Series contains research material gathered by John Wesley Hackworth and papers created by him. Much of the material in this series is likely to have been gathered for John Wesley’s planned publication on his father, which he never completed. Much of this material was re-used by Robert Young in his book published in 1923.
Research materials include declarations of individuals involved in building Timothy Hackworth designed locomotives, presumably gathered in order to use as evidence. One notebook also contains a transcript from a newspaper article where one of Stephenson’s former apprentices, now in a workhouse, apparently confesses that the burst cylinder on the Sanspareil was an act of sabotage. The series contains letters copied from originals including one letter not present from November 1831 elsewhere in the archive from Harris Dickinson to Timothy Hackworth discussing the possible infringement of a patent of Napier’s of Glasgow.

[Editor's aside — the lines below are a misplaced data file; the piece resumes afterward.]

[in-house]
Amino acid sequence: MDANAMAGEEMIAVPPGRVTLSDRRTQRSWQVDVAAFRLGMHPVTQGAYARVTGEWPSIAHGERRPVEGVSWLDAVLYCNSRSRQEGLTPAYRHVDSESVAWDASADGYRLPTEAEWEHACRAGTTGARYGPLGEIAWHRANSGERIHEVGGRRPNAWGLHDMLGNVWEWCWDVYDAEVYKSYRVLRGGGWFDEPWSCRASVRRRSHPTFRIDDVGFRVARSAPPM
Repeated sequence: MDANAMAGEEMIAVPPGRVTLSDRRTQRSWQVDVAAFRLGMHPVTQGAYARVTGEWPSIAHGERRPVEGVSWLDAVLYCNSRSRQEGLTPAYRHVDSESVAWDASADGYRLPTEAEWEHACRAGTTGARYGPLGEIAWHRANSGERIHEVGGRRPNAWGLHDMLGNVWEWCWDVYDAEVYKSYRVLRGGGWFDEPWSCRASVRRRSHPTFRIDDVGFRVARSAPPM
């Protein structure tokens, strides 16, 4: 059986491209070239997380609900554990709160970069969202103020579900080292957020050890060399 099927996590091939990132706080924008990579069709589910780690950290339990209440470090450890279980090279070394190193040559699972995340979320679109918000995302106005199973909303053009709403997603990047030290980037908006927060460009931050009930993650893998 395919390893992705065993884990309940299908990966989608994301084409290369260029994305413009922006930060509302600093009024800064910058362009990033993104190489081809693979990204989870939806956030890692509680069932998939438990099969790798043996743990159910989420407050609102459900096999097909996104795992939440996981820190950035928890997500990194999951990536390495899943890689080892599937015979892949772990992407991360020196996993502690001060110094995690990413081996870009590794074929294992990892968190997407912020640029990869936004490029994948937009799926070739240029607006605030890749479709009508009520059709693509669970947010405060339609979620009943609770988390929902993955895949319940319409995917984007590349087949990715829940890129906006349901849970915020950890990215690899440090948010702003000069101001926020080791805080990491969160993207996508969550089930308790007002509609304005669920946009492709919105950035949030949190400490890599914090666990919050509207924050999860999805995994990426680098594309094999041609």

The series contains a notebook that describes some of his business, social and research activities on a trip to America. Records contain his lecture notes and research papers concerning early locomotive building and the recognition of his father.
John Wesley seems to have gathered copies of articles relating to his research, these include extracts from Nicholas Wood's treatise of 1825, Zerah Colburn, Daniel Kinnear Clark and the Rastrick Report to name a few. He also paid close attention to the writings of Samuel Smiles, an author that he openly criticised. Other parties appear to send him extracts, including one extract sent from Robert Young Pickering, who in correspondence with Robert Young ardently criticised John Wesley Hackworth’s writings. He also copied correspondence from newspapers that related to his own correspondence that he wrote to publicise his father.
- System of Arrangement: